Don’t Want You No More >
Not My Cross to Bear
Leave My Blues at Home
Midnight Rider
44 Blues
End of the Line
Egypt
The Same Thing
Revival

I Asked for Water (James Blood Ulner)
One Way Out
Blind Willie McTell
That’s What Love Can Make You Do (Eric Krasno)
No One Left to Run With
In Memory of Elizabeth Reed
E: Southbound (Krasno, Barraco)

A lot of things can affect how you experience a show—where you’re sitting, your mood, the company. I think Tuesday night may have been my best time of the five shows I saw at the Palace. That might or might not have been influenced by the fact that I managed to secure seats in the second row, and was joined by three friends from work who are all younger guys (early 30s). Two had never seen the Allman Brothers before, the other had seen them, but not when they had this much game. So I got to experience the show through the eyes and ears of these guys a little, and they were all jaws agape for over three hours…

“Don’t Want You No More” is always a great opener. Derek is crisp, spot on; Warren is too. Then the segue into the slow-blues “Not My Cross to Bear,” Gregg snarls out the vocals, Derek provides washes of tonal metal. “Leave My Blues at Home” is about a mile high, soaring, propulsive; my friends are blown away.

“Midnight Rider” is up next, a song they play like a just-so story, the same every night. But suddenly, where the song usually ends, Derek goes on a little downbeat journey, and whoa, slap me upside the head, the song gets… interesting. One of my friends turns to me. “It’s like a machine!” he says. A big, industrial machine, grinding out the music…

“Forty-Four Blues” is impossibly rubbery, bouncy, and soon gets as slow as it can possibly go… and… still… be… a… song… Derek solos over the slow, then takes off into the misty. He leads the band to a spacy place, then they accelerate, the inevitable hurtling end-over-end depositing us right back into the rubbery riff. Derek colors the outro.

“End of the Line” features a nice guitar duel, then the instrumental “Egypt.” Derek steers early on, but soon I’m carried away to someplace dry and sandy… soon Oteil falls deep into the pocket, Derek tosses out some rainy chords that signal the theme, and then hard into the finish. Oteil is all over the room on “The Same Thing”; maybe it’s the mix or where I’m sitting, but for me it’s an Oteil sort of night. James van de Bogert is on Jaimoe’s kit. Warren, then Derek, then they throw to Oteil who scats and plays at the same time on a solo interlude, into a ringing “Birdland”-like bass piece. Derek lassos the Palomino and he’s off, and now we’re on the A train heading back downtown, mixing metaphors as we go. A sweaty work-out. Then an effervescent “Revival” closes the set, leaving love everywhere in its wake.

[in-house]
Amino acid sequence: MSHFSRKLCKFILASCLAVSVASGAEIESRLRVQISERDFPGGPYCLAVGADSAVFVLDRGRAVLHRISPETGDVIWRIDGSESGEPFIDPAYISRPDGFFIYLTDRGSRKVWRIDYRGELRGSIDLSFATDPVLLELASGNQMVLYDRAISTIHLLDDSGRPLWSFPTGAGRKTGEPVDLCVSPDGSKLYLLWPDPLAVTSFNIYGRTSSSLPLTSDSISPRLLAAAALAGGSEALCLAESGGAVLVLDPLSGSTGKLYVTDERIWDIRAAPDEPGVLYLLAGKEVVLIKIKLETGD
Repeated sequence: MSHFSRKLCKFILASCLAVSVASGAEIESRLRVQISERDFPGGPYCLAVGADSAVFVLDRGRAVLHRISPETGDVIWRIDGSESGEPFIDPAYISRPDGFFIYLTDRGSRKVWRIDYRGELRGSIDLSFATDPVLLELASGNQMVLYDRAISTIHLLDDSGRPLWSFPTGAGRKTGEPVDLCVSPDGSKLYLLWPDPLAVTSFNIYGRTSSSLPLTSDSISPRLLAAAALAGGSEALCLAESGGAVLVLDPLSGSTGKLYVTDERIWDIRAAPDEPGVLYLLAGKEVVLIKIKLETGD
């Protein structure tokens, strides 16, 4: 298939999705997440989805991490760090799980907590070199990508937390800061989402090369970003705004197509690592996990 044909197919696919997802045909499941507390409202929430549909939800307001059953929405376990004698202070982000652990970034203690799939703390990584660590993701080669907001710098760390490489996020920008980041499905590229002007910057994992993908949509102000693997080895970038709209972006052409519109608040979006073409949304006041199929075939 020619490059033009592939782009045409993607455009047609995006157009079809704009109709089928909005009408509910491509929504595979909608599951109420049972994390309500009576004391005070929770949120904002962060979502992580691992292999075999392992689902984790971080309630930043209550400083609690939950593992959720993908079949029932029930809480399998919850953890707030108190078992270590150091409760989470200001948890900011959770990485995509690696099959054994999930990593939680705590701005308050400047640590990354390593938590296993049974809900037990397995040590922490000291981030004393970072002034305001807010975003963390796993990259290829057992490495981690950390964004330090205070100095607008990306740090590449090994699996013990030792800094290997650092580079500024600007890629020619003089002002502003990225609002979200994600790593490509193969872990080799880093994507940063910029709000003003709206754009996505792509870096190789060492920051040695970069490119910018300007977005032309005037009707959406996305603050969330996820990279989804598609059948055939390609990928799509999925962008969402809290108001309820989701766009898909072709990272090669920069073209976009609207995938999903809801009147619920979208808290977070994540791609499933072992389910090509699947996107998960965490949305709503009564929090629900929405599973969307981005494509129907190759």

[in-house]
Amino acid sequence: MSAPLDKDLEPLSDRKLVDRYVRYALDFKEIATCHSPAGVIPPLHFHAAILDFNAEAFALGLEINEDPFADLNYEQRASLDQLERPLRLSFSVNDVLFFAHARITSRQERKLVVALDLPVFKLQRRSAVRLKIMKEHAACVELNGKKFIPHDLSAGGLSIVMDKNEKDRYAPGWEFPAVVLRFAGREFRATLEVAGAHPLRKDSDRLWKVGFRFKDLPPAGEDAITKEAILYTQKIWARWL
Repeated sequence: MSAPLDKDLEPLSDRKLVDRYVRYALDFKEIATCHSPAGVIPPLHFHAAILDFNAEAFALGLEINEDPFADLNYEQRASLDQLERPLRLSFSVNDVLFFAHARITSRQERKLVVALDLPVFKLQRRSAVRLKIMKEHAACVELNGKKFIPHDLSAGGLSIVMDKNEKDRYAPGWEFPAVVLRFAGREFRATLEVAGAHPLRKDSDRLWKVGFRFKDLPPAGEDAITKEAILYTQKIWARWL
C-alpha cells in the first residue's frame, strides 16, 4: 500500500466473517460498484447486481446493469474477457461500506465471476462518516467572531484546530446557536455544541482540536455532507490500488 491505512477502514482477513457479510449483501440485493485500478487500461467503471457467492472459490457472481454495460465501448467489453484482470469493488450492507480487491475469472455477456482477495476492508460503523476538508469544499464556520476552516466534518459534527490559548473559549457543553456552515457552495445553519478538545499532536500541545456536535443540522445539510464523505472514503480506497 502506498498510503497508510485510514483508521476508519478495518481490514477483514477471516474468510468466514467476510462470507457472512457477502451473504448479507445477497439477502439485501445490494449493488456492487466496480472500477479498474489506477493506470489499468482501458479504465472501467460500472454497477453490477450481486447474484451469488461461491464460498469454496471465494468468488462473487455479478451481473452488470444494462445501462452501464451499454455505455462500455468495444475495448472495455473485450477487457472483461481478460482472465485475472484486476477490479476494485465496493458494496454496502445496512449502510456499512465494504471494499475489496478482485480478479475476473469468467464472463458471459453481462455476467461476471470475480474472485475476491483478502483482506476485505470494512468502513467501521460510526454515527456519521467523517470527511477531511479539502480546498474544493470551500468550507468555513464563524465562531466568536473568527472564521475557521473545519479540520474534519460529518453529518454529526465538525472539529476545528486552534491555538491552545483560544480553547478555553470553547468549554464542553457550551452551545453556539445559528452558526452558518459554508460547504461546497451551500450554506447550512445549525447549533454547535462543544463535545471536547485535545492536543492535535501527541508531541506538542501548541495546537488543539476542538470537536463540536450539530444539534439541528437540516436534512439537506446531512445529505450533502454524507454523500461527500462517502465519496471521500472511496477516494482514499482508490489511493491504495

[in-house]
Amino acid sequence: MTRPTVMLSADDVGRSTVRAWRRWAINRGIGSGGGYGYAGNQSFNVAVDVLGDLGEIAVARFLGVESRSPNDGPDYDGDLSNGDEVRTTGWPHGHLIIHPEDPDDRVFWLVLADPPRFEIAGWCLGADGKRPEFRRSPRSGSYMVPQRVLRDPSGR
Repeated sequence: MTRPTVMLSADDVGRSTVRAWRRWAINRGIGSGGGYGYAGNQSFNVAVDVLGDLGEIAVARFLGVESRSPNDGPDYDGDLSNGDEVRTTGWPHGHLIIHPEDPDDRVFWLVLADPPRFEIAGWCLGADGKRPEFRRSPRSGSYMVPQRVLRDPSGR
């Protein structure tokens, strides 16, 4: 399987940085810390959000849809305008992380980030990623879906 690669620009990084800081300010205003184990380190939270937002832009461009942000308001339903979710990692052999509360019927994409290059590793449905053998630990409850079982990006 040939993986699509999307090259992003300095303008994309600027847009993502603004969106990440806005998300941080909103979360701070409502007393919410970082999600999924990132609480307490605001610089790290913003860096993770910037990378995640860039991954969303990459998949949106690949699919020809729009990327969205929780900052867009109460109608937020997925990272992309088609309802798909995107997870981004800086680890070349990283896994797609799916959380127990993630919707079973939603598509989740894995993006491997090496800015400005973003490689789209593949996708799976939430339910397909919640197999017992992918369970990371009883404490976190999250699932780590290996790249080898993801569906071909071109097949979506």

James “Blood” Ulner is on with the band for a second set-opening “I Asked for Water,” a snaky “Smokestack Lightning” kind of deep blues, a dark smoky ominous groove. Then a chipper “One Way Out,” then a searing read of the Dylan song “Blind Willie McTell,” accompanied by the appropriate visual aids onscreen (shots of the man himself.) The band goes scratching all the way to the bottom of the song’s elegiac blues narrative. Gregg and Warren split the verses but hit the chorus in harmony. Warren steps up and sings his tale of woe through the guitar. They have corralled the song and made it their own. Highlight.

Eric Krasno joins for “That’s What Love Can Make You Do,” a sprightly blues which features a killer three-guitar rhythm beast under the verse, then a bright three-man solo weave, Warren goes all happy on your ass. Then back to the weave, less like cutting, more like a game of hot potato, until bam! Derek throws it back to the verse, eliciting a collective “Whoa!” from the crowd. It is one of those nights where it doesn’t matter what song they play…

“No One Left to Run With” is up next, hard on the Bo Diddley beat, then off into the tune that now comprises the song’s middle section, the band just sort of hangs out there in the zone, then back to Bo. Out of the climax the band does a little musical space cleansing, then eases on into “Elizabeth Reed.” Derek takes long curvy slide runs up and down the neck. By now the whole thing is less a narrative than a head space; every song, every moment is a total facial. It’s one of those nights where everything seems to come so easily, no seams, no bumps. Usually that means the drummers are in the pocket… speaking of which, a hard drive to the drum break, about which I have little to tell because I let myself drift away on the ebb and flow of the beats. The colors in the light show were really pretty…

…Oteil comes out of the drum section all spider fingers, with the guitars underneath, gently purring him on, then a Warren and Derek duel over red beans and drums, on to the close.

Rob Barraco is out joining Gregg on keys for the encore, along with Krasno, so of course the encore is the “Southbound” circle jerk, round and round, Krasno and Barraco both sprinkling extra joy over the proceedings. Then off into the night, to search for a cab downtown.

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